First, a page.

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News & Events
Active Older Adults Stay Interested in Learning about a Cultures of the World
Want something else to do to fill in some of that retired lifestyle time? Maybe you could start the New Year at Westminster Village with a new project. Consider learning everything you can about a new or even obscure culture. But, don’t just research it on the internet. Experience it for yourself and add some of the cuisine, traditions or customs into your own life and home.
Your project can be a way to do something new and exciting, but it’s also going to help you better understand the people around you. Around you, as in right next door or down the street, or as in on the other side of the world.
So where should you start if you want to learn about a new culture? Well, it’s probably best to start with a map or an atlas to pick a country or region to study. You might also check out social media sites where people meet and allow you to ask questions. Check with cultural or educational institutions that can point you in an interesting direction. Be self-aware of any preconceived notions or beliefs about your pick that might stereotype or in some way hinder an understanding of the country and people.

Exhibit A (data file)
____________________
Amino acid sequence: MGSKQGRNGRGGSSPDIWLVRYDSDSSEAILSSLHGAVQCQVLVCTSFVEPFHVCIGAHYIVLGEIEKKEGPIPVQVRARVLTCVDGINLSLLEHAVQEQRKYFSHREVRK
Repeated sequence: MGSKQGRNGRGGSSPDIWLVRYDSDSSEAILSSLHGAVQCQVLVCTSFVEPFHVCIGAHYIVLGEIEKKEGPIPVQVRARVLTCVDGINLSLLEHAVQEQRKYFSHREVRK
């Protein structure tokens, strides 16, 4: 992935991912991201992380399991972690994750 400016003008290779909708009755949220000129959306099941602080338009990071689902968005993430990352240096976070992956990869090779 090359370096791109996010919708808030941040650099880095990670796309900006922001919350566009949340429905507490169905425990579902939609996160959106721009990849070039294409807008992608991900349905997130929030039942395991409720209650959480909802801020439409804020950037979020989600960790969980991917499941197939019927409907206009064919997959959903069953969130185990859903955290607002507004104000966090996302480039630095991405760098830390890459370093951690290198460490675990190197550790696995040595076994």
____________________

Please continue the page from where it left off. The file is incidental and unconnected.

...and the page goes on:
This country, the United States, where you live has always been multicultural. Find someone in your own area who might be from your chosen culture and talk with them. Meet her for lunch at one of the Westminster Village dining venues or invite her over for a snack and listen while they talk about their culture. Take a class at the University or sit in on a workshop for cultural understanding that can give you some insight for the country. There are always lots of videos and travelogues in video, audio and book form to pursue as well. In fact, you might be surprised at all the information that is available about the world in the library.
What areas of the culture should seniors want to understand?
Understanding a culture might be as simple as knowing about the traditions and customs of the people or as complex as researching their government, economy, or politics. It depends as well on your own interests, too. Depending on how much time you want to give to your project, you might consider any and all the following:
- Cultural etiquette
- Traditions or customs
- Wardrobe, fashion, and costumes
- Music, theatre and the arts
If you decide you want to visit the country, you might want to know some of the laws and protocols so that you don’t find yourself in a pickle. Even if you don’t travel to your chosen country, you might be interested in how certain laws differ from those here in the U.S.
Keep in mind that everything differs from region to region in a country. Your culture may be very different from those even in another state here in the United States.
Active older adults should experience some of their chosen culture.
Once you’ve learned about your chosen culture, experience it. Cook or eat the food. Attend a presentation of the music or theatre or find examples of the art. Invite your neighbor over for another luncheon and share your newfound information with them to clarify and learn even more. Understanding others is a great way to build community – and have some fun, too!
-Elaine of the Westminster Village Blog Team